New technology adoption for Russian energy generation: What does it cost? A case study for Moscow

Citation data:

Applied Energy, ISSN: 0306-2619, Vol: 162, Page: 924-939

Publication Year:
Usage 385
Abstract Views 352
Link-outs 33
Captures 32
Readers 23
Exports-Saves 9
Social Media 3
Tweets 3
Citations 7
Citation Indexes 7
Alexandra Bratanova; Jacqueline Robinson; Liam Wagner
Elsevier BV
Engineering; Energy; Environmental Science
Most Recent Tweet View All Tweets
article description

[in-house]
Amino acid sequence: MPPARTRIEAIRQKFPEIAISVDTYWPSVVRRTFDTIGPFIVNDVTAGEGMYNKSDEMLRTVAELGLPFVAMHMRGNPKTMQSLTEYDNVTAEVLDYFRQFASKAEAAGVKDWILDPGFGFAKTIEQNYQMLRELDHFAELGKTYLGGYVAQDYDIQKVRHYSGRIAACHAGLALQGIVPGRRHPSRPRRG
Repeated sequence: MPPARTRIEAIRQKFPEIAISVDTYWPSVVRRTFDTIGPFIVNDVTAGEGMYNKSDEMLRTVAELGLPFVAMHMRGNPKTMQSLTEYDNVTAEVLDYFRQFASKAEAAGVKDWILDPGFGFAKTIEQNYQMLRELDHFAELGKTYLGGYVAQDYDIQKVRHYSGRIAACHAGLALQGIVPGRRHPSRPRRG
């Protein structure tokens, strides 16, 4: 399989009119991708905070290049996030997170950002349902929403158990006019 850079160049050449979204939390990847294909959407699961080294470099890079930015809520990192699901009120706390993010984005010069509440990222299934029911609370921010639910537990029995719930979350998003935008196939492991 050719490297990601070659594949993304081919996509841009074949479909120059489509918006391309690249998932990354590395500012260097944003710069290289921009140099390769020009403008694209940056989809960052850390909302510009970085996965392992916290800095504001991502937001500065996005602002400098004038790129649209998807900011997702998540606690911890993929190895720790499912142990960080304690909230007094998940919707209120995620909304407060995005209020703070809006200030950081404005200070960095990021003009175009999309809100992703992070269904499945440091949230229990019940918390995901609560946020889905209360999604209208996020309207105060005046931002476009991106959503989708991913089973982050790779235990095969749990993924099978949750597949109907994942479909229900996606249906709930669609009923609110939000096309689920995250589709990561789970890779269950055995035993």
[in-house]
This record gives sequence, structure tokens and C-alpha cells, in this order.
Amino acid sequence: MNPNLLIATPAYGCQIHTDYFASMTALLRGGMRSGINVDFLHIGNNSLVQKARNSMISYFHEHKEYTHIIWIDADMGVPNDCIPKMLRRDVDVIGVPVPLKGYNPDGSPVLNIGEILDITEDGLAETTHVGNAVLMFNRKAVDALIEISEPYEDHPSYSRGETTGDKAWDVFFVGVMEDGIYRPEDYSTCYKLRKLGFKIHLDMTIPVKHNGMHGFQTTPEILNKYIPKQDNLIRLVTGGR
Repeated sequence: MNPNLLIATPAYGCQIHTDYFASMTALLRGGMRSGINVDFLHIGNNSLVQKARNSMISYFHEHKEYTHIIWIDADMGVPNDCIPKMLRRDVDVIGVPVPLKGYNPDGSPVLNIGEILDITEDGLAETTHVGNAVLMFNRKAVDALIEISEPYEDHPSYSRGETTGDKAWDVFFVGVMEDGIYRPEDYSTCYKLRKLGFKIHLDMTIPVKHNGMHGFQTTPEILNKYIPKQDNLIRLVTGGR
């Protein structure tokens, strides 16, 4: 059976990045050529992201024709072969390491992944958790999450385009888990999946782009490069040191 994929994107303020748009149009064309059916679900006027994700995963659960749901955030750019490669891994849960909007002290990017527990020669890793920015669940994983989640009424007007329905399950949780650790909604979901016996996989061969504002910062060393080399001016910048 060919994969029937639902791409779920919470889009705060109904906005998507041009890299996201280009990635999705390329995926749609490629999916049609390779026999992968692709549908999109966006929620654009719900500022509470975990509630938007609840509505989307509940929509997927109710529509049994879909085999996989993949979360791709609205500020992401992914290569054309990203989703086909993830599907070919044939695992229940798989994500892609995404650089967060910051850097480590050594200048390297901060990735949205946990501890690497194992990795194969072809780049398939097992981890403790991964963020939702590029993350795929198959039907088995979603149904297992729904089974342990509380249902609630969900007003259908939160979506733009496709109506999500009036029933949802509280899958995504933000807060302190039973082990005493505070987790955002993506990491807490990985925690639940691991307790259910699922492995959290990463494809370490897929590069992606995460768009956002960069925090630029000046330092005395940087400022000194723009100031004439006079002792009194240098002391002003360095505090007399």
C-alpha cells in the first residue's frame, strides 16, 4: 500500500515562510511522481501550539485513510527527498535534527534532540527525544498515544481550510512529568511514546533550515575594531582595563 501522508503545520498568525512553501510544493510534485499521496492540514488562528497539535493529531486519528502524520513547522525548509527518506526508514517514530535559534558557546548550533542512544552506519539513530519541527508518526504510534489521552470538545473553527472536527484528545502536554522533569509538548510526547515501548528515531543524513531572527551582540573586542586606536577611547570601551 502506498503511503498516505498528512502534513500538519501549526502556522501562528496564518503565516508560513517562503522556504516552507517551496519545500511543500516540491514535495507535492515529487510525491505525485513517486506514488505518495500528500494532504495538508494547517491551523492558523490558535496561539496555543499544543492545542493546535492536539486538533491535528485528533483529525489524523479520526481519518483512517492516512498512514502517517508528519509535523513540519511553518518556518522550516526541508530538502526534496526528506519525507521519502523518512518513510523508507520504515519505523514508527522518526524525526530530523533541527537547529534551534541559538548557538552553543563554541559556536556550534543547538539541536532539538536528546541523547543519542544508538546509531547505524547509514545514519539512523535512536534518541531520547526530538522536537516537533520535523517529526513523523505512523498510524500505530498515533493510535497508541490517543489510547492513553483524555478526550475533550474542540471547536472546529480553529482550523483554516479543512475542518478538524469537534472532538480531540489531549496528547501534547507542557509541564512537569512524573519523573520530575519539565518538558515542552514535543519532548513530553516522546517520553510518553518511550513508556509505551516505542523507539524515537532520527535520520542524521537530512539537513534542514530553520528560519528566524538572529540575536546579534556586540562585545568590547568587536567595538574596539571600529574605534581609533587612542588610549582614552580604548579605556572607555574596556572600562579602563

Russia is frequently referred to as a country with substantial energy efficiency and renewable energy potential. In 2000–2008 energy-gross domestic product (GDP) ratios were improved by 35%, however, the contribution of technological progress accounts for only 1% of the energy-GDP ratio reduction. At the same time, although new policy mechanisms to stimulate renewable energy development have been recently introduced, renewable technology deployment has not yet taken off. Economic theory suggests that there is no better incentive for industry development than cost signals. This paper adapts the levelised cost of energy methodology to examine the cost structures associated with electricity generation by conventional and new technology types for a Russian region (Moscow). The model, run for two fuel price scenarios, allowed us to conclude that the regional energy supply system is heavily dependent on the natural gas price and that the diversification provided by technology development will be beneficial for the energy security of the region. We conclude that new and renewable technologies become cost-effective for electricity generation as domestic natural gas prices reach parity with export prices. However, strong political and financial support is needed to boost technological development and renewables application in Russia.